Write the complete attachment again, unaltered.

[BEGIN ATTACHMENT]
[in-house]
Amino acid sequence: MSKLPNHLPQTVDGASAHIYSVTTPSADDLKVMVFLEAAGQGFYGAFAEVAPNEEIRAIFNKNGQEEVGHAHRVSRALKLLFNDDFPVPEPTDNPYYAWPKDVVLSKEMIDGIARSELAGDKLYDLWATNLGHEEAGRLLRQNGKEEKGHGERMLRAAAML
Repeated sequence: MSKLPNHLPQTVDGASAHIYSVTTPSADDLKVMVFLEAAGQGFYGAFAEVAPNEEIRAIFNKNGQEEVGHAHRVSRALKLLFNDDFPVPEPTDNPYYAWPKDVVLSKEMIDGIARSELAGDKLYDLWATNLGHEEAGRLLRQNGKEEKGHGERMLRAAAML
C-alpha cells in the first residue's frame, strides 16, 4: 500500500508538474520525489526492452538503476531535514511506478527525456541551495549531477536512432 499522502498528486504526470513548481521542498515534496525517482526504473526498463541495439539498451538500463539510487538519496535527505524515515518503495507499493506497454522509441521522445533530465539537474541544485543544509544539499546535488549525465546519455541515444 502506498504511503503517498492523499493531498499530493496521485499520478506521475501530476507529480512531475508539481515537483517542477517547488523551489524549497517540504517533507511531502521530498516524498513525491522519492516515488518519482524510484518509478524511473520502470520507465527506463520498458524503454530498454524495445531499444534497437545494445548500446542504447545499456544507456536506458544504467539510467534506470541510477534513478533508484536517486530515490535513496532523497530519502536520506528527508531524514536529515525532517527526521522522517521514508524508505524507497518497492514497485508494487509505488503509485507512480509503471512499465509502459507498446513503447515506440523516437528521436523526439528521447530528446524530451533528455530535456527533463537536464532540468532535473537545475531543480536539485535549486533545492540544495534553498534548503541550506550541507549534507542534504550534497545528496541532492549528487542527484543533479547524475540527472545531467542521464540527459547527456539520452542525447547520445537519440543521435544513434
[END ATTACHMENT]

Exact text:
[in-house]
Amino acid sequence: MSKLPNHLPQTVDGASAHIYSVTTPSADDLKVMVFLEAAGQGFYGAFAEVAPNEEIRAIFNKNGQEEVGHAHRVSRALKLLFNDDFPVPEPTDNPYYAWPKDVVLSKEMIDGIARSELAGDKLYDLWATNLGHEEAGRLLRQNGKEEKGHGERMLRAAAML
Repeated sequence: MSKLPNHLPQTVDGASAHIYSVTTPSADDLKVMVFLEAAGQGFYGAFAEVAPNEEIRAIFNKNGQEEVGHAHRVSRALKLLFNDDFPVPEPTDNPYYAWPKDVVLSKEMIDGIARSELAGDKLYDLWATNLGHEEAGRLLRQNGKEEKGHGERMLRAAAML
C-alpha cells in the first residue's frame, strides 16, 4: 500500500508538474520525489526492452538503476531535514511506478527525456541551495549531477536512432 499522502498528486504526470513548481521542498515534496525517482526504473526498463541495439539498451538500463539510487538519496535527505524515515518503495507499493506497454522509441521522445533530465539537474541544485543544509544539499546535488549525465546519455541515444 502506498504511503503517498492523499493531498499530493496521485499520478506521475501530476507529480512531475508539481515537483517542477517547488523551489524549497517540504517533507511531502521530498516524498513525491522519492516515488518519482524510484518509478524511473520502470520507465527506463520498458524503454530498454524495445531499444534497437545494445548500446542504447545499456544507456536506458544504467539510467534506470541510477534513478533508484536517486530515490535513496532523497530519502536520506528527508531524514536529515525532517527526521522522517521514508524508505524507497518497492514497485508494487509505488503509485507512480509503471512499465509502459507498446513503447515506440523516437528521436523526439528521447530528446524530451533528455530535456527533463537536464532540468532535473537545475531543480536539485535549486533545492540544495534553498534548503541550506550541507549534507542534504550534497545528496541532492549528487542527484543533479547524475540527472545531467542521464540527459547527456539520452542525447547520445537519440543521435544513434